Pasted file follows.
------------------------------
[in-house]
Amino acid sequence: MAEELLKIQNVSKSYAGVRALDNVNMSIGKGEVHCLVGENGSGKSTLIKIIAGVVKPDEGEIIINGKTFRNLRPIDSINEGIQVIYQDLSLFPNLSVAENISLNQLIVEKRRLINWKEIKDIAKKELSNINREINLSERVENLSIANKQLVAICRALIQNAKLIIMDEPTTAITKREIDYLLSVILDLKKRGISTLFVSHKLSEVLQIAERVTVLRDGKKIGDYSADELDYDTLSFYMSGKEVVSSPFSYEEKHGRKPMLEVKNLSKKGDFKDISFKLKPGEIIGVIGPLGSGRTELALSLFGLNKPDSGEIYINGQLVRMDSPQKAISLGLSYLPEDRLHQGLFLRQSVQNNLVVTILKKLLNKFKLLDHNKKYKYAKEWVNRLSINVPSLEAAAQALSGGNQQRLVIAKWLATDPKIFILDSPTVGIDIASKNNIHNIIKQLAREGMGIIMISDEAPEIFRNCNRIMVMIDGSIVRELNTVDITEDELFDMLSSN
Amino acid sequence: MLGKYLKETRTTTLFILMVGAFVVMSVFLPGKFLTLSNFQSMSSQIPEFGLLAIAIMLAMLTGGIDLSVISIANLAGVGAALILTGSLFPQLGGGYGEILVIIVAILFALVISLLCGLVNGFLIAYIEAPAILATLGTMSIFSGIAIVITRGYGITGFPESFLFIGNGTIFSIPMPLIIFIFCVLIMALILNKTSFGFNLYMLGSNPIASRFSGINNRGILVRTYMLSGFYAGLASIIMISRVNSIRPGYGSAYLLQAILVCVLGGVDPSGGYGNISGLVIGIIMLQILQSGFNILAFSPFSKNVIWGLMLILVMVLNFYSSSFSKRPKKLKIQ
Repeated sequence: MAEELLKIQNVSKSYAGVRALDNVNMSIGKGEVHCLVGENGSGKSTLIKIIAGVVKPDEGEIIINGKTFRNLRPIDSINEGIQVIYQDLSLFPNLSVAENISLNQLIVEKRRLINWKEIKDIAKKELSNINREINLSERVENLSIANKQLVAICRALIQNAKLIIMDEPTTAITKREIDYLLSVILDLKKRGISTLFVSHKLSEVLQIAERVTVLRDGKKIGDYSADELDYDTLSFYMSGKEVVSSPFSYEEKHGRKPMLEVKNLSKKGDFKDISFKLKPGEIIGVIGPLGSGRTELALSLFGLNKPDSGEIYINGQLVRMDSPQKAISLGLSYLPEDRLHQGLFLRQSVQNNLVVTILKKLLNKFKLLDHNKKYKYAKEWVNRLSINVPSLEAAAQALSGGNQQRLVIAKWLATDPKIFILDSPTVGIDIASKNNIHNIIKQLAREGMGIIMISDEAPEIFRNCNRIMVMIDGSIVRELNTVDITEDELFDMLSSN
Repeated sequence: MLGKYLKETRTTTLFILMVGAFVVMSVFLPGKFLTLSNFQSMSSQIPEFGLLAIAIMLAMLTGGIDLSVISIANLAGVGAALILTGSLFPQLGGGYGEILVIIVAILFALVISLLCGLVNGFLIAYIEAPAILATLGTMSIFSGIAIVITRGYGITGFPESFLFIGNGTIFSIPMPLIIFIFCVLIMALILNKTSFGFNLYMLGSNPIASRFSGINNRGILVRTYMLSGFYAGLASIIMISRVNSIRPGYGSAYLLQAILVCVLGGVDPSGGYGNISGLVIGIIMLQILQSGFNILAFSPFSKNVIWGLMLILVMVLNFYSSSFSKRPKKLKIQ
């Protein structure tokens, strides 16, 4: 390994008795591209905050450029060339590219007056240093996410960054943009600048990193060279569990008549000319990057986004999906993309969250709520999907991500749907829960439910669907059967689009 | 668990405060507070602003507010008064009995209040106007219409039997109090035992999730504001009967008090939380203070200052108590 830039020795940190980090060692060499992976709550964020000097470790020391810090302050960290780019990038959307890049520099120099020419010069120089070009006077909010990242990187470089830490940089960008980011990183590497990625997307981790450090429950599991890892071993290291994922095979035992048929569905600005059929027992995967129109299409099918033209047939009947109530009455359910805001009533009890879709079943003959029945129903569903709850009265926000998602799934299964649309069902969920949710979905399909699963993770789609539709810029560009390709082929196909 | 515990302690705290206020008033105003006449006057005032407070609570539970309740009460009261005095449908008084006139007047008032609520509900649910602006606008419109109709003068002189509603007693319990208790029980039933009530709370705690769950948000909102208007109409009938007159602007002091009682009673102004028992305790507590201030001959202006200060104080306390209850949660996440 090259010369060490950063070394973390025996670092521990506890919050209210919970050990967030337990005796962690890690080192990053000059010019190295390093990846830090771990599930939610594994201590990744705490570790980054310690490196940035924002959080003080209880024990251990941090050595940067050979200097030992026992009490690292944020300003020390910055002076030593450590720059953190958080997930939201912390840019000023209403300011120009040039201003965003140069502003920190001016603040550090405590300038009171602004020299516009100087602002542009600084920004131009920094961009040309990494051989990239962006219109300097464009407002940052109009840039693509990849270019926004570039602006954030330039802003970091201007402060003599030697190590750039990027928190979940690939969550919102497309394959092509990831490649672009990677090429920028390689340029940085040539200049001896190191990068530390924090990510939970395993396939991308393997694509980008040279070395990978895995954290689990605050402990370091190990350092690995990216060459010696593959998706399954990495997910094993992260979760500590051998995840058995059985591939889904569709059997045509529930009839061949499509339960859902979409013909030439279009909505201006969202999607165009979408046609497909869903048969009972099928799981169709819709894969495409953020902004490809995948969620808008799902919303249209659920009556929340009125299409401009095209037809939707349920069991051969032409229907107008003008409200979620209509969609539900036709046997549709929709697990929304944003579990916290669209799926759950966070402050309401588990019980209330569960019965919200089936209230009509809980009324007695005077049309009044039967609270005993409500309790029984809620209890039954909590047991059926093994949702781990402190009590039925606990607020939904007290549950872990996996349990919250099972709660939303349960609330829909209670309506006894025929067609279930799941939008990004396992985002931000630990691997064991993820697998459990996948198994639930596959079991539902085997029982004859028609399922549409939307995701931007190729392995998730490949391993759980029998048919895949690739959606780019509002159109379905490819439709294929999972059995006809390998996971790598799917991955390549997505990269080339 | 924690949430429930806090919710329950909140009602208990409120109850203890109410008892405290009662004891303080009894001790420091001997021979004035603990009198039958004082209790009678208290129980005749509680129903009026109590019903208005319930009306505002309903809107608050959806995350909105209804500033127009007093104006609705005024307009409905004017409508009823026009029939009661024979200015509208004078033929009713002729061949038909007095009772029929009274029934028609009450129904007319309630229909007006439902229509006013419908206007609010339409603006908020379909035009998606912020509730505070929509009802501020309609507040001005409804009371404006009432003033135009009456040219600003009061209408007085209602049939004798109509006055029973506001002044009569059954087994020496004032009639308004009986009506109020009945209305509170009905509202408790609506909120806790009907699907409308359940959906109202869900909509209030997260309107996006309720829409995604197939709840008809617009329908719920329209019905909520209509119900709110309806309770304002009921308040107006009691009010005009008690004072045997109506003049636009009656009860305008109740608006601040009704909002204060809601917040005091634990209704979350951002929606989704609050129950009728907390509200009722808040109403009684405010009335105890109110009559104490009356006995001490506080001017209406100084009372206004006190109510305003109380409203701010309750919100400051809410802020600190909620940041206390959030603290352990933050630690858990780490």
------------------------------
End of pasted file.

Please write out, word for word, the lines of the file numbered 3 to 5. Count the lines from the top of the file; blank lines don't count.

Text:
Amino acid sequence: MLGKYLKETRTTTLFILMVGAFVVMSVFLPGKFLTLSNFQSMSSQIPEFGLLAIAIMLAMLTGGIDLSVISIANLAGVGAALILTGSLFPQLGGGYGEILVIIVAILFALVISLLCGLVNGFLIAYIEAPAILATLGTMSIFSGIAIVITRGYGITGFPESFLFIGNGTIFSIPMPLIIFIFCVLIMALILNKTSFGFNLYMLGSNPIASRFSGINNRGILVRTYMLSGFYAGLASIIMISRVNSIRPGYGSAYLLQAILVCVLGGVDPSGGYGNISGLVIGIIMLQILQSGFNILAFSPFSKNVIWGLMLILVMVLNFYSSSFSKRPKKLKIQ
Repeated sequence: MAEELLKIQNVSKSYAGVRALDNVNMSIGKGEVHCLVGENGSGKSTLIKIIAGVVKPDEGEIIINGKTFRNLRPIDSINEGIQVIYQDLSLFPNLSVAENISLNQLIVEKRRLINWKEIKDIAKKELSNINREINLSERVENLSIANKQLVAICRALIQNAKLIIMDEPTTAITKREIDYLLSVILDLKKRGISTLFVSHKLSEVLQIAERVTVLRDGKKIGDYSADELDYDTLSFYMSGKEVVSSPFSYEEKHGRKPMLEVKNLSKKGDFKDISFKLKPGEIIGVIGPLGSGRTELALSLFGLNKPDSGEIYINGQLVRMDSPQKAISLGLSYLPEDRLHQGLFLRQSVQNNLVVTILKKLLNKFKLLDHNKKYKYAKEWVNRLSINVPSLEAAAQALSGGNQQRLVIAKWLATDPKIFILDSPTVGIDIASKNNIHNIIKQLAREGMGIIMISDEAPEIFRNCNRIMVMIDGSIVRELNTVDITEDELFDMLSSN
Repeated sequence: MLGKYLKETRTTTLFILMVGAFVVMSVFLPGKFLTLSNFQSMSSQIPEFGLLAIAIMLAMLTGGIDLSVISIANLAGVGAALILTGSLFPQLGGGYGEILVIIVAILFALVISLLCGLVNGFLIAYIEAPAILATLGTMSIFSGIAIVITRGYGITGFPESFLFIGNGTIFSIPMPLIIFIFCVLIMALILNKTSFGFNLYMLGSNPIASRFSGINNRGILVRTYMLSGFYAGLASIIMISRVNSIRPGYGSAYLLQAILVCVLGGVDPSGGYGNISGLVIGIIMLQILQSGFNILAFSPFSKNVIWGLMLILVMVLNFYSSSFSKRPKKLKIQ